The dramatic changes occurring nationwide in 2020 have disrupted daily activities and normal routines. Across the board, consumers have shifted their priorities and goals, developing new expectations when it comes to activity and sports nutrition products.
The cancellation of competitive sporting events and temporary sidelining of teams has encouraged more people to take part in exercise, activity and sports for pure enjoyment and wellness rather than competition.
Gym closures have reduced access to formal training, workout guidance, group classes and sense of community, and people are seeking alternative ways to fill these voids. Online classes and virtual training technology products have exploded in popularity. Consumers have expanded the use of personal digital tools that encourage assessment, motivation and success tracking.
Quarantines and isolation have influenced elevated stress levels and challenges in managing healthy mood and adequate sleep. Young and old alike are looking for effective natural solutions that offer long-term results without the concern of potential side effects. Loneliness is more commonplace and the search for authentic connections within like-minded communities has accelerated.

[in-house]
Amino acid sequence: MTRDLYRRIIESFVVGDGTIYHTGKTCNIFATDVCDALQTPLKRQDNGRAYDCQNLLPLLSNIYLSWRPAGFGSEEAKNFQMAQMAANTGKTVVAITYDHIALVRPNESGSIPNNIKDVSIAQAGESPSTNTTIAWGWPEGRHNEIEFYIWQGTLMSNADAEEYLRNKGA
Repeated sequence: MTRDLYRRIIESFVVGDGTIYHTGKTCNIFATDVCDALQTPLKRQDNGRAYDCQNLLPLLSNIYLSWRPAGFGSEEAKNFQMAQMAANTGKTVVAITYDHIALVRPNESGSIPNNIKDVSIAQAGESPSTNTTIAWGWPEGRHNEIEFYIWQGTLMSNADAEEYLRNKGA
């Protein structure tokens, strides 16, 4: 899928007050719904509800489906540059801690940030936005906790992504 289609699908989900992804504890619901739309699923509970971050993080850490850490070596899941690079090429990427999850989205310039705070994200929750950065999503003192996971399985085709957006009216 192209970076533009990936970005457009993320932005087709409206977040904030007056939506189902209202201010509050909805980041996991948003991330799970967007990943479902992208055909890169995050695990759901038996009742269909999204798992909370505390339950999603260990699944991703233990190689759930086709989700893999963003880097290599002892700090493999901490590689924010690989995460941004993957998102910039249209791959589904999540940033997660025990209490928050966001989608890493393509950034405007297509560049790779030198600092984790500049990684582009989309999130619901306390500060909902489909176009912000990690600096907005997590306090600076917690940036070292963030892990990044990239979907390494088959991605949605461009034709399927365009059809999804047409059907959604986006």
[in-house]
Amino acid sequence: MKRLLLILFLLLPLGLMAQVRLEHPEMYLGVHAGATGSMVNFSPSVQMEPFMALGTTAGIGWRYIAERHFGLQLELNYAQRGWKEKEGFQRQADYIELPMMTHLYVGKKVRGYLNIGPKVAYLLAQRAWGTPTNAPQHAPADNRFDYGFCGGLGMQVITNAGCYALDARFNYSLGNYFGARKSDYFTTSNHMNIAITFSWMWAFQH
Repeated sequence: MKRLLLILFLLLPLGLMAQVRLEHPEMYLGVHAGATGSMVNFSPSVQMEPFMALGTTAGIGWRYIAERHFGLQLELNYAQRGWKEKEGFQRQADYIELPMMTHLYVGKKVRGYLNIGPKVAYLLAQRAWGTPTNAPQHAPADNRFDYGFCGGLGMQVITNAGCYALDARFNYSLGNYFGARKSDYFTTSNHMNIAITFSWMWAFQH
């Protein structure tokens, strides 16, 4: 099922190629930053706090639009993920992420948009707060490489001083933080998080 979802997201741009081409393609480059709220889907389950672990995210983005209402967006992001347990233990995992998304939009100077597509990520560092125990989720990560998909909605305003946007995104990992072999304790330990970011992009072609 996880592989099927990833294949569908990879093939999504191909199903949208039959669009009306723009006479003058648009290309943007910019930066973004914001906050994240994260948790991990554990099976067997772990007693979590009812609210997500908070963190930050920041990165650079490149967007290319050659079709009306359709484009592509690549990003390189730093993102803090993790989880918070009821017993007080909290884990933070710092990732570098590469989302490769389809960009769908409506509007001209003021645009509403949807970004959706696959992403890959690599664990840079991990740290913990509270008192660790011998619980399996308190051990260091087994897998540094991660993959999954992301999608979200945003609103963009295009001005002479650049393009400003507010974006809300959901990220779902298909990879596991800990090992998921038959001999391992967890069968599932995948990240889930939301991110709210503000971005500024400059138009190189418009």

More sedentary lifestyles are taking a toll on energy levels and reduced routine movement. People have recognized the need to find their own personal strategies for staying active. Interest is also increasing in nutrition and natural supplements that help improve energy levels and support joint and muscle health and comfort.
With the reduction in travel, sports nutrition has seen a drop in demand for on-the-go products such as ready-to-drink (RTD) beverages and bars. While convenient formats are still important, they are now more commonly used in the home, and consumers are more willing to use powders, mix-and-match, and take a more do-it-yourself approach to nutrition and supplementation.
The influence of women in sports nutrition
Women now make up a significant part of the sports and active nutrition market and are driving innovation in this space. Successful sports nutrition brands recognize the untapped potential of creating and marketing products specifically targeted toward women. Factors such as hormones and body size influence unique differences in the nutrition and performance requirements of women compared to men. Few sports nutrition brands truly understand and address the real needs of women, and opportunity abounds.
At the same time, women are primarily turning to sports nutrition for many of the same reasons as men—to support energy, performance, strength and overall wellness. Women are making it clear that sports nutrition is about staying active and feeling good, not about changing their appearance. Successful brands avoid patronizing messages, and make sincere efforts to empower strong, active women.
Personal training gets personal